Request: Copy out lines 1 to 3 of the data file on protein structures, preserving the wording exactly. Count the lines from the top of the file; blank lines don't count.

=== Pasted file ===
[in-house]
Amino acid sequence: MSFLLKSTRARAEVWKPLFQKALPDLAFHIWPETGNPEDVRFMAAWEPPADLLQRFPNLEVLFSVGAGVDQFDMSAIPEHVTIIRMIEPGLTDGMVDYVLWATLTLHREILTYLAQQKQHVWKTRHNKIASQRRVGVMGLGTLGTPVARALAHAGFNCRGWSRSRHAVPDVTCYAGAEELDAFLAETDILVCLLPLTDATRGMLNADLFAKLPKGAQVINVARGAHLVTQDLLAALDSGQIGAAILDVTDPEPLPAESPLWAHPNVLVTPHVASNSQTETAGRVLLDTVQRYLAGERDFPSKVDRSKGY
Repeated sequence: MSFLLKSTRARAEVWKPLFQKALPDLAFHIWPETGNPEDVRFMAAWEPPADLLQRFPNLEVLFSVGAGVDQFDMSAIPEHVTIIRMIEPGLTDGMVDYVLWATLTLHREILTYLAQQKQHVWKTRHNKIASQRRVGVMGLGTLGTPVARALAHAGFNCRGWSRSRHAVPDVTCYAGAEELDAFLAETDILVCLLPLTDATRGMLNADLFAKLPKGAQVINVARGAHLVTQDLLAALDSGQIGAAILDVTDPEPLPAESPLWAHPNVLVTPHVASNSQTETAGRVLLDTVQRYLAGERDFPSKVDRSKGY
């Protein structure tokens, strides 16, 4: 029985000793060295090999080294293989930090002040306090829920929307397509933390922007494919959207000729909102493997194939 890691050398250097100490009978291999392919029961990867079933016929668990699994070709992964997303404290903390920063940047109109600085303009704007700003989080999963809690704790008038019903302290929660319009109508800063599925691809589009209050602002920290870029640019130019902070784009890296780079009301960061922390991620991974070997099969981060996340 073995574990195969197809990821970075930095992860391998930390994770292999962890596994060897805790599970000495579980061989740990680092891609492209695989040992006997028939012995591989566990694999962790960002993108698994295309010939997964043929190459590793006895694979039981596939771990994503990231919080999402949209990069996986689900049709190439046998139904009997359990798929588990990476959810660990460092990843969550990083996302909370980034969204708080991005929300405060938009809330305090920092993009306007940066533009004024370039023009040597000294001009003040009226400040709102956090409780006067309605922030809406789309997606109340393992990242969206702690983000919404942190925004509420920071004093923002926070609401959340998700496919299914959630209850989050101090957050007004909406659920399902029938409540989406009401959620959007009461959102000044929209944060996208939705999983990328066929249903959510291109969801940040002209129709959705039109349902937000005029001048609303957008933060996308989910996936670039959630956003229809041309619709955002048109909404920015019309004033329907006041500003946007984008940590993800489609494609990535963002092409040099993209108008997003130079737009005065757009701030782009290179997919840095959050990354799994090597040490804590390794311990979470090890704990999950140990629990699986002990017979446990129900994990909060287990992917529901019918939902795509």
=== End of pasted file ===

[in-house]
Amino acid sequence: MSFLLKSTRARAEVWKPLFQKALPDLAFHIWPETGNPEDVRFMAAWEPPADLLQRFPNLEVLFSVGAGVDQFDMSAIPEHVTIIRMIEPGLTDGMVDYVLWATLTLHREILTYLAQQKQHVWKTRHNKIASQRRVGVMGLGTLGTPVARALAHAGFNCRGWSRSRHAVPDVTCYAGAEELDAFLAETDILVCLLPLTDATRGMLNADLFAKLPKGAQVINVARGAHLVTQDLLAALDSGQIGAAILDVTDPEPLPAESPLWAHPNVLVTPHVASNSQTETAGRVLLDTVQRYLAGERDFPSKVDRSKGY
Repeated sequence: MSFLLKSTRARAEVWKPLFQKALPDLAFHIWPETGNPEDVRFMAAWEPPADLLQRFPNLEVLFSVGAGVDQFDMSAIPEHVTIIRMIEPGLTDGMVDYVLWATLTLHREILTYLAQQKQHVWKTRHNKIASQRRVGVMGLGTLGTPVARALAHAGFNCRGWSRSRHAVPDVTCYAGAEELDAFLAETDILVCLLPLTDATRGMLNADLFAKLPKGAQVINVARGAHLVTQDLLAALDSGQIGAAILDVTDPEPLPAESPLWAHPNVLVTPHVASNSQTETAGRVLLDTVQRYLAGERDFPSKVDRSKGY